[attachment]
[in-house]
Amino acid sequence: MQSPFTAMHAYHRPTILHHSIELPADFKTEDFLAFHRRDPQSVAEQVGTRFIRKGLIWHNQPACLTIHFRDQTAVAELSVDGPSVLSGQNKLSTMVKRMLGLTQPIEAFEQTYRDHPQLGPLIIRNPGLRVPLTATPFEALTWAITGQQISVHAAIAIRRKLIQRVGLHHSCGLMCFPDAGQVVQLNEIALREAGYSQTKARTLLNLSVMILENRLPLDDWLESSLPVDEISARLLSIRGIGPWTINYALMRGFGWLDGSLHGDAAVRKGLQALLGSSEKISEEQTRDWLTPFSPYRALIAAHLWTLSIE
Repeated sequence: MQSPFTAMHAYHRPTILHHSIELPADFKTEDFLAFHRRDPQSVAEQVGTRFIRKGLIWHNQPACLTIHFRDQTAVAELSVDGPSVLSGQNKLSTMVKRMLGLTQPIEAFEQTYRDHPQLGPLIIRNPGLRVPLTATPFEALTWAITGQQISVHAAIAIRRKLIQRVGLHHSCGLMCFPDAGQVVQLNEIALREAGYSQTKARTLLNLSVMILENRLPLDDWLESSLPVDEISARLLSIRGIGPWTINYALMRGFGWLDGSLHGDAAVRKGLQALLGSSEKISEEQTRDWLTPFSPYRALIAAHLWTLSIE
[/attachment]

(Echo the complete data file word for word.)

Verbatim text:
[in-house]
Amino acid sequence: MQSPFTAMHAYHRPTILHHSIELPADFKTEDFLAFHRRDPQSVAEQVGTRFIRKGLIWHNQPACLTIHFRDQTAVAELSVDGPSVLSGQNKLSTMVKRMLGLTQPIEAFEQTYRDHPQLGPLIIRNPGLRVPLTATPFEALTWAITGQQISVHAAIAIRRKLIQRVGLHHSCGLMCFPDAGQVVQLNEIALREAGYSQTKARTLLNLSVMILENRLPLDDWLESSLPVDEISARLLSIRGIGPWTINYALMRGFGWLDGSLHGDAAVRKGLQALLGSSEKISEEQTRDWLTPFSPYRALIAAHLWTLSIE
Repeated sequence: MQSPFTAMHAYHRPTILHHSIELPADFKTEDFLAFHRRDPQSVAEQVGTRFIRKGLIWHNQPACLTIHFRDQTAVAELSVDGPSVLSGQNKLSTMVKRMLGLTQPIEAFEQTYRDHPQLGPLIIRNPGLRVPLTATPFEALTWAITGQQISVHAAIAIRRKLIQRVGLHHSCGLMCFPDAGQVVQLNEIALREAGYSQTKARTLLNLSVMILENRLPLDDWLESSLPVDEISARLLSIRGIGPWTINYALMRGFGWLDGSLHGDAAVRKGLQALLGSSEKISEEQTRDWLTPFSPYRALIAAHLWTLSIE